Voters walk down the lobby hallway of the Cross Insurance Center where voting booths were set up during the July 14 primary election in Bangor. Credit: Natalie Williams / BDN

AUGUSTA, Maine — Maine cities and towns will have more time to process absentee ballots ahead of the Nov. 3 election under a Thursday executive order from Gov. Janet Mills.

The state set a record for the share of absentee ballots sent in for the July 14 primary after promotion from the state and municipalities. Secretary of State Matt Dunlap expects 60 percent of voters — potentially 463,000 people — to cast votes that way ahead of the general election altered by the coronavirus pandemic.

Voting officials across the country have been concerned that changes to U.S. Postal Service policies, combined with the expected influx of ballots and reports of mail delay, could deter voters from using the service. The Postal Service has advised Maine voters to mail their ballots in at least 15 days before the election to ensure they arrive on time.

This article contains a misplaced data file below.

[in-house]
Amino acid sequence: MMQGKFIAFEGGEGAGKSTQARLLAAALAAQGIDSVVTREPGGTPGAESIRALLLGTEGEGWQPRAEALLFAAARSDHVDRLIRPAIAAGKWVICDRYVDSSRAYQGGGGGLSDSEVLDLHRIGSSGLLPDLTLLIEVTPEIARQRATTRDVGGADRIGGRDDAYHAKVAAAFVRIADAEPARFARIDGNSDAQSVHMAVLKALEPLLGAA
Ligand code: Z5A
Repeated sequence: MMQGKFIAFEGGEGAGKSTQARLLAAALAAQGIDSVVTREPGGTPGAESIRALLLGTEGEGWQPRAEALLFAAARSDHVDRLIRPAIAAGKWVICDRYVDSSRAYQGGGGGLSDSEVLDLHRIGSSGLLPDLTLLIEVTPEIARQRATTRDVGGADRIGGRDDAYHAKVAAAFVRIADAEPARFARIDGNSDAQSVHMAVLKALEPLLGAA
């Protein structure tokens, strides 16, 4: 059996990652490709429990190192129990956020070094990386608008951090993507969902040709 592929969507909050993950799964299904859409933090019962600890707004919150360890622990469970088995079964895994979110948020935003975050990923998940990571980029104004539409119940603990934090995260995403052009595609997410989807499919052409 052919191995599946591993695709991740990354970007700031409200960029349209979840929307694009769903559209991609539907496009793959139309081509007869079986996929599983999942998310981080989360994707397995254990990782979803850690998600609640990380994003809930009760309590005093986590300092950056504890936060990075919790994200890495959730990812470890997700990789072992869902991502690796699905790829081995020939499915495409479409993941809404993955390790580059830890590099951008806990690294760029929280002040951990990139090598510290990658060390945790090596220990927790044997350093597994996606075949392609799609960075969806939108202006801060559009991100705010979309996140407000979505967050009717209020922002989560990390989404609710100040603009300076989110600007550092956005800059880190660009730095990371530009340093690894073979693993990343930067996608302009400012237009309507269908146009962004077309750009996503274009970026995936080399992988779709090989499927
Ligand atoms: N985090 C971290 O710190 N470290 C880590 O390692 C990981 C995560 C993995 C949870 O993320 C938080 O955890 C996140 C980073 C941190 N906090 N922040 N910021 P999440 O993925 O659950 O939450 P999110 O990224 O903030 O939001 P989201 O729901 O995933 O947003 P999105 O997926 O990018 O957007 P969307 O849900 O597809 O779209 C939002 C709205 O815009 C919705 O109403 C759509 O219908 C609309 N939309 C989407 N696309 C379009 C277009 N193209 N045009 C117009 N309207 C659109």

The Democratic governor’s order looks to assuage some of those concerns. It allows municipalities to begin processing absentee ballots seven days before the election — four is normally allowed — and extends the deadline for voter registration by mail six days to Oct. 19.

It also allows Dunlap to issue guidelines on how municipalities could utilize external drop boxes as an alternative to in-person voting or mailing ballots.

One change would allow municipal clerks to employ poll workers from adjoining counties if none are available. Some places reported difficulties in recruiting poll workers ahead of the primary, as those workers are often older residents who may face heightened health risks from the virus.

The order is in line with actions Mills has previously taken to loosen voting restrictions during the pandemic. She waived the deadline for requesting an absentee ballot and allowed voters to request and return absentee ballots up until 8 p.m. on Election Day for the primary.

Clarification: An earlier version of this story used too high of a turnout estimate for the 2020 election. Based on 2016 turnout, the secretary of state’s estimated share of absentee voters in this election would equal roughly 463,000 early ballots.